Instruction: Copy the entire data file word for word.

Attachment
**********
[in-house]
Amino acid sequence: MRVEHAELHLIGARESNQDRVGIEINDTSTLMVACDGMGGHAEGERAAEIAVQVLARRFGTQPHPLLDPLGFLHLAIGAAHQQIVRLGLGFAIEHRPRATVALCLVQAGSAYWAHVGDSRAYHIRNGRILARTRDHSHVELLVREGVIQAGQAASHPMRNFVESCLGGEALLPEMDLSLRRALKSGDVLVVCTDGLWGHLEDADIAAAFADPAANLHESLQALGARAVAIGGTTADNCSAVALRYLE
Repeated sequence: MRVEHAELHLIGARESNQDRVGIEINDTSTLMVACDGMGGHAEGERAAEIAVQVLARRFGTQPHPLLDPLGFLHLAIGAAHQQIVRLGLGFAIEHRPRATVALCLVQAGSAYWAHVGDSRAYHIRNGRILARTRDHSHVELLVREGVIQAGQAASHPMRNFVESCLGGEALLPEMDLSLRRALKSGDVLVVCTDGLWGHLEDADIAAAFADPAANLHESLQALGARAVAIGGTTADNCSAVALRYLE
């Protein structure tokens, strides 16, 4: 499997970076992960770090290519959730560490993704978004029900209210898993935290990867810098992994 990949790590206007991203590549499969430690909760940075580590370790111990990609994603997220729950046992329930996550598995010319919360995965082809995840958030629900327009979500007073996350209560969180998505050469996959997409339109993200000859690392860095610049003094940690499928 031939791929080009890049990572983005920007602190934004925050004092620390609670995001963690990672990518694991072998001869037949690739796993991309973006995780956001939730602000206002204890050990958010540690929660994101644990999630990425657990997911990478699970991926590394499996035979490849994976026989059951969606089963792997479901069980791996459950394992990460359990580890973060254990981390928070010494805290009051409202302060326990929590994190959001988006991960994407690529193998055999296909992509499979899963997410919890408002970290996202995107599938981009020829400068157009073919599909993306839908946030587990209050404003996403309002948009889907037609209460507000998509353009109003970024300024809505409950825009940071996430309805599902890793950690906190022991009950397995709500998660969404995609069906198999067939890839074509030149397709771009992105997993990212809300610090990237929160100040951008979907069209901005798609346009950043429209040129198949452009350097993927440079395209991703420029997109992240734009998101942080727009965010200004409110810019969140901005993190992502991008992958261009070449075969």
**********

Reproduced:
[in-house]
Amino acid sequence: MRVEHAELHLIGARESNQDRVGIEINDTSTLMVACDGMGGHAEGERAAEIAVQVLARRFGTQPHPLLDPLGFLHLAIGAAHQQIVRLGLGFAIEHRPRATVALCLVQAGSAYWAHVGDSRAYHIRNGRILARTRDHSHVELLVREGVIQAGQAASHPMRNFVESCLGGEALLPEMDLSLRRALKSGDVLVVCTDGLWGHLEDADIAAAFADPAANLHESLQALGARAVAIGGTTADNCSAVALRYLE
Repeated sequence: MRVEHAELHLIGARESNQDRVGIEINDTSTLMVACDGMGGHAEGERAAEIAVQVLARRFGTQPHPLLDPLGFLHLAIGAAHQQIVRLGLGFAIEHRPRATVALCLVQAGSAYWAHVGDSRAYHIRNGRILARTRDHSHVELLVREGVIQAGQAASHPMRNFVESCLGGEALLPEMDLSLRRALKSGDVLVVCTDGLWGHLEDADIAAAFADPAANLHESLQALGARAVAIGGTTADNCSAVALRYLE
């Protein structure tokens, strides 16, 4: 499997970076992960770090290519959730560490993704978004029900209210898993935290990867810098992994 990949790590206007991203590549499969430690909760940075580590370790111990990609994603997220729950046992329930996550598995010319919360995965082809995840958030629900327009979500007073996350209560969180998505050469996959997409339109993200000859690392860095610049003094940690499928 031939791929080009890049990572983005920007602190934004925050004092620390609670995001963690990672990518694991072998001869037949690739796993991309973006995780956001939730602000206002204890050990958010540690929660994101644990999630990425657990997911990478699970991926590394499996035979490849994976026989059951969606089963792997479901069980791996459950394992990460359990580890973060254990981390928070010494805290009051409202302060326990929590994190959001988006991960994407690529193998055999296909992509499979899963997410919890408002970290996202995107599938981009020829400068157009073919599909993306839908946030587990209050404003996403309002948009889907037609209460507000998509353009109003970024300024809505409950825009940071996430309805599902890793950690906190022991009950397995709500998660969404995609069906198999067939890839074509030149397709771009992105997993990212809300610090990237929160100040951008979907069209901005798609346009950043429209040129198949452009350097993927440079395209991703420029997109992240734009998101942080727009965010200004409110810019969140901005993190992502991008992958261009070449075969």